"I'm gonna win. Period."
Photo via Claressa Shields Wikipedia
That was the statement Flint native and Olympic gold medalist Claressa Shields gave to NPR regarding her chances at this summer's games in Rio.
Claressa Shields, 21, is the first woman ever to win a gold medal in women's boxing in the Olympics in 2012. Prior to 2012, boxing was the last all-male sport in the international sporting event.
For many, winning Olympic gold would seem to be one of the highest honors an athlete could achieve, and with it, the spoils of success would be sure to come.
However, for Shields, it was a bit different.
journalist Sue Jaye Johnson, followed the boxer during the four years following her 2012 win, and put together a beautiful yet haunting account of Shield's life post-gold medal.
According to the NPR
piece, Shields continued to live a life different than most Olympic athletes. She used the $1,000 a month her title granted her with to pay for her mother's water bills and to help support her older brother.
The interview noted how the boxer (whose overall record is 74 wins and one loss, an achievement by any measure) lacked the publicity many other Gold medal-winners are afforded after a big win. She wasn't asked to be sponsored by any athletic wear companies, there was no promotional cereal box picture, and when NPR asked why this never happened, Shields had a simple and harsh answer: "I wasn't the ideal woman. I wasn't the pretty girl who wears her hair straight. I don't know. I guess I wasn't what they were looking for."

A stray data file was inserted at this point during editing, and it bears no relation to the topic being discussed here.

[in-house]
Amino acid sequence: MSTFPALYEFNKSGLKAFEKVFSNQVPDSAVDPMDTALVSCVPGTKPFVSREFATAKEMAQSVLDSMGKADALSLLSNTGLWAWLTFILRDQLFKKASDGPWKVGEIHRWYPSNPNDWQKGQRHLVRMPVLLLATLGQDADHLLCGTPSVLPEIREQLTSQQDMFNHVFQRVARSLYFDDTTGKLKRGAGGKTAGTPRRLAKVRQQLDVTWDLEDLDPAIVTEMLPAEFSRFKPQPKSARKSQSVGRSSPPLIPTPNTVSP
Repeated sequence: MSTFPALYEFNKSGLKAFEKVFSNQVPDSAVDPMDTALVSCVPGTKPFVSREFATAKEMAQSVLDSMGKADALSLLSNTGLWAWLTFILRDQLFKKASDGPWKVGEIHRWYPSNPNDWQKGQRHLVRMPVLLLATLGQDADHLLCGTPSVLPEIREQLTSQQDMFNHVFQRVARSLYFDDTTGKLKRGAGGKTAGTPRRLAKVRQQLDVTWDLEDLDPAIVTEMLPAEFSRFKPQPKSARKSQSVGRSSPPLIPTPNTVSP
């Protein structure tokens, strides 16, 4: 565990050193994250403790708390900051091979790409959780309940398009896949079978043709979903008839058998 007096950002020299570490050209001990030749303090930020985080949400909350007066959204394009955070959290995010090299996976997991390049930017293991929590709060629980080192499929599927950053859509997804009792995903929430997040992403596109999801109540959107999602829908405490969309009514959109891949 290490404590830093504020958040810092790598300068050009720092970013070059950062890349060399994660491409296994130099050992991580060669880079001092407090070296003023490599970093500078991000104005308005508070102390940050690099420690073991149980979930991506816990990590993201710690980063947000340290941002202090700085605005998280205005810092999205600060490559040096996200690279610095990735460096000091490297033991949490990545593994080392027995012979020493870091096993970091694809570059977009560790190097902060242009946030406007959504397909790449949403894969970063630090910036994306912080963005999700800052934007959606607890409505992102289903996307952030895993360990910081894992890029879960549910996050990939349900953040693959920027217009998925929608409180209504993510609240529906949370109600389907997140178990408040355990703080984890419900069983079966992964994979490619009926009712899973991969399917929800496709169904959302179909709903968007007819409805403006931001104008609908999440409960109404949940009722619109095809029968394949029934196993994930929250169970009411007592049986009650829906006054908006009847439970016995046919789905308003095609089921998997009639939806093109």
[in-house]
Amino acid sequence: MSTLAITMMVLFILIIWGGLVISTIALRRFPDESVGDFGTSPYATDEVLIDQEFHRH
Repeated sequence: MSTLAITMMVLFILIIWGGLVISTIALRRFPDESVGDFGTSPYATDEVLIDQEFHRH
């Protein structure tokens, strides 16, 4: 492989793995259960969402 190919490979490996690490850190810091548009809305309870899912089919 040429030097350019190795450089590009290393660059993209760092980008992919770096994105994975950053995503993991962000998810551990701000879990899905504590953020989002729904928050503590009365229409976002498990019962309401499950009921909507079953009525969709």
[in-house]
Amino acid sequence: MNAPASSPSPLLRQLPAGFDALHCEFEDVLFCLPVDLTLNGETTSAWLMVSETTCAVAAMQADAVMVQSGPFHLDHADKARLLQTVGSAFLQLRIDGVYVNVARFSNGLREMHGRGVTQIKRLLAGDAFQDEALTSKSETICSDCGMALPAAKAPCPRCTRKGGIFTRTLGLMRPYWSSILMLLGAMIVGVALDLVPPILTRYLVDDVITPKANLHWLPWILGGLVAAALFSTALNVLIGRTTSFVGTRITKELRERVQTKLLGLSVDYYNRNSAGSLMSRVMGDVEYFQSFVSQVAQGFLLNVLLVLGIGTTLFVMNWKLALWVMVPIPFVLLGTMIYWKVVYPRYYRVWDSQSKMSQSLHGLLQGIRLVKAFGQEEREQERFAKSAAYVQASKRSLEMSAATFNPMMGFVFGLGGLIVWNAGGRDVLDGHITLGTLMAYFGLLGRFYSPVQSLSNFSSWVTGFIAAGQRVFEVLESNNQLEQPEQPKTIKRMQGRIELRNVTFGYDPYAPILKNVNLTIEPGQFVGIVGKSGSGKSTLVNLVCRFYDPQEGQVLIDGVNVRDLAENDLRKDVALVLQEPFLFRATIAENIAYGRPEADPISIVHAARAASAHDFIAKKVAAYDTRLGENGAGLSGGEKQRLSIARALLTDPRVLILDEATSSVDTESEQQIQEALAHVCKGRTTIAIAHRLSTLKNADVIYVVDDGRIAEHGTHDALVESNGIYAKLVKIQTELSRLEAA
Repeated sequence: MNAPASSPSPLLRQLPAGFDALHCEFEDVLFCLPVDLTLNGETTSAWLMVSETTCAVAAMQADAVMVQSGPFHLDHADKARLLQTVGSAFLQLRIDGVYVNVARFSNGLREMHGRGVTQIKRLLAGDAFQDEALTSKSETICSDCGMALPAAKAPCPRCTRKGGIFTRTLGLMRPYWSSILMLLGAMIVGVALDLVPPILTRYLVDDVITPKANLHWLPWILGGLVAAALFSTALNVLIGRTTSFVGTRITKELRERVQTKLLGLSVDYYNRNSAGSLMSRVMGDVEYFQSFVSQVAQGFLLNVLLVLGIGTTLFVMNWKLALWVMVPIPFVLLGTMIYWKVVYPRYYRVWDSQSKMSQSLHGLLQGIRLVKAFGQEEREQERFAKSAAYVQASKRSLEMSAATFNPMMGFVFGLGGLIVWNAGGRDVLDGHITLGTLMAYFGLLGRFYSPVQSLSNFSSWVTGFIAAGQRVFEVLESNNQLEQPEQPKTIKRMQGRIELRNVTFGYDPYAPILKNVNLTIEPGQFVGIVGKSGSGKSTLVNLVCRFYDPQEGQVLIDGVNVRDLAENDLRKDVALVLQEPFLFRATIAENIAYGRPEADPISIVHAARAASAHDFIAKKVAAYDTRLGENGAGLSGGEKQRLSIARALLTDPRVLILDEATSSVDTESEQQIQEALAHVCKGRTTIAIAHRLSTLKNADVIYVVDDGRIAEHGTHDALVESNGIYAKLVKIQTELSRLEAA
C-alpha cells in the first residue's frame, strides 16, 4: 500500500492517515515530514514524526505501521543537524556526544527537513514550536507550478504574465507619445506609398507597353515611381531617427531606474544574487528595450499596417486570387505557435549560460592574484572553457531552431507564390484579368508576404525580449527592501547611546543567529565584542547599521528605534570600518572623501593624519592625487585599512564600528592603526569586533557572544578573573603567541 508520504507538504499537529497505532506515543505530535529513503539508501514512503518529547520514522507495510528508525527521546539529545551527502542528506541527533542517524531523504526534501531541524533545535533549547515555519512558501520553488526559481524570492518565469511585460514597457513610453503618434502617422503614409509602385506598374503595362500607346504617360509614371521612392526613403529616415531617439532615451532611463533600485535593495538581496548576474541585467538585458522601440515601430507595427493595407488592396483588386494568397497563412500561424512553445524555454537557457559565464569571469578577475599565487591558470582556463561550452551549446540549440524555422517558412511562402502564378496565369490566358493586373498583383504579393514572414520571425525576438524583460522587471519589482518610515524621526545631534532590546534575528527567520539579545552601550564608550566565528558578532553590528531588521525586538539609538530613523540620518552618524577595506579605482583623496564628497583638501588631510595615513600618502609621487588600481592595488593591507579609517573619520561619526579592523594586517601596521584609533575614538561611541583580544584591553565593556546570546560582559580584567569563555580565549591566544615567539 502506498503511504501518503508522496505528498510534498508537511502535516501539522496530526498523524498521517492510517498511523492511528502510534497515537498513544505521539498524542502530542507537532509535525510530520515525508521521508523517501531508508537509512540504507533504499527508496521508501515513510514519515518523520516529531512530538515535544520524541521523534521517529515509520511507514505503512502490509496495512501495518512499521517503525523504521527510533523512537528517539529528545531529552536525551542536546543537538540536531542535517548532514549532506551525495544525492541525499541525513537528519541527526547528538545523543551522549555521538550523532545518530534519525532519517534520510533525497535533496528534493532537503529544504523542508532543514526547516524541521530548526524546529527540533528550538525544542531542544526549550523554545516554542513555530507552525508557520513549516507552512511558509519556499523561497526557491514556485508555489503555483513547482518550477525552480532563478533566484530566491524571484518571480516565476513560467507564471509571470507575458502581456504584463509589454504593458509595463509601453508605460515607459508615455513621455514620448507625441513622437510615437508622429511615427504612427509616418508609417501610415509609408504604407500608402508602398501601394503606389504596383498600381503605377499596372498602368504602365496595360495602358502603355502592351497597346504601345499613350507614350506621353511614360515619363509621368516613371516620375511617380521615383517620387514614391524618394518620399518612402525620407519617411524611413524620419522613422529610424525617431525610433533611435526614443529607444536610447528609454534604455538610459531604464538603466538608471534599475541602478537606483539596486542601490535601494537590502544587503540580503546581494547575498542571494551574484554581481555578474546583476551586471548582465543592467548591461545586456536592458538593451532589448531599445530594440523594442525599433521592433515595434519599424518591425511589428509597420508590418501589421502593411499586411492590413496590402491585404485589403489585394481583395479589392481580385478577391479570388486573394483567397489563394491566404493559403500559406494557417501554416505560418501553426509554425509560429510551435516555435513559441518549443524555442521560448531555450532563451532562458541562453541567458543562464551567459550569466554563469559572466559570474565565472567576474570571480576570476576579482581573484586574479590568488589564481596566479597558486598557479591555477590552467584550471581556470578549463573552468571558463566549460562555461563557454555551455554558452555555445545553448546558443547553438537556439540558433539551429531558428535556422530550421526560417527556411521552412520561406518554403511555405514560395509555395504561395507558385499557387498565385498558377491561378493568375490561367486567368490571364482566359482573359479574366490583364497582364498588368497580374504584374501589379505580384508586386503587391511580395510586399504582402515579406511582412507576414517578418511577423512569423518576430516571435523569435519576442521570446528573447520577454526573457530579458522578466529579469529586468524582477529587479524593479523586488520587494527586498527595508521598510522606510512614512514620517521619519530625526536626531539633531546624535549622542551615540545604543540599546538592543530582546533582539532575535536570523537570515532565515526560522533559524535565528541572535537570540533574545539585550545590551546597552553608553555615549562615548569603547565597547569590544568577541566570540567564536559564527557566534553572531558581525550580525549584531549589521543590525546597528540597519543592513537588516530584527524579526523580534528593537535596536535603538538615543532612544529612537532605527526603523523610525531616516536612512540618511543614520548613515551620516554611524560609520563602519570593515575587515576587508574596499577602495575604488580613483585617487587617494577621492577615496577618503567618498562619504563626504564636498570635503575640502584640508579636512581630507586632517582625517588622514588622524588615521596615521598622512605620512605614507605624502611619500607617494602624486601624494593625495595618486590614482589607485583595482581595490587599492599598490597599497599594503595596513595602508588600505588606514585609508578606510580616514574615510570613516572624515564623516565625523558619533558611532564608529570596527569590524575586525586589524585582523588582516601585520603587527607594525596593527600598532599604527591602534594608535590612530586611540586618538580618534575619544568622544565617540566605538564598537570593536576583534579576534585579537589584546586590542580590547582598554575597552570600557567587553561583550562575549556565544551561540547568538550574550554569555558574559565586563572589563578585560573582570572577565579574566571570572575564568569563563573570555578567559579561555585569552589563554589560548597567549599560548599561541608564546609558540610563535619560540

When Shields returned to the amateur circuit shortly after the London games her coach met with USA Boxing officials who advised Shields to stop talking about fighting.
Shields response was simple: "I box." Then, according to NPR,
her coach Jason Crutchfield told her, "It's and image thing. Just tone it down a bit," but regardless of what would be best for her public image, Shields continued to talk about her passion, about fighting.
NPR explained that "It's one thing for a girl to fight —but to admit that you like that it, makes a lot of people uncomfortable," and Shields is not afraid to admit that fighting is what she likes best.
Coming from one of the most dangerous cities in America, having a mother struggling with addiction, and an older brother in prison, Shields is candid and unapologetic about her personal struggles — and how they motivate her to strive for more.
Shield told NPR she enjoys proving people wrong — including her own father, who Shields said told her boxing was not a girl's sport (her father was included in the NPR interview and during a particularly touching moment, told his daughter "Truth be known, little mama, you are awesome.") — and plans to do exactly that when she returns to ring in Rio on August 7.
The full interview with Shields is really worth a listen/read and can be found here
and at the beginning of August, the documentary about the gold medalist, filmed by Johnson, 'T-Rex'
will be available for viewing.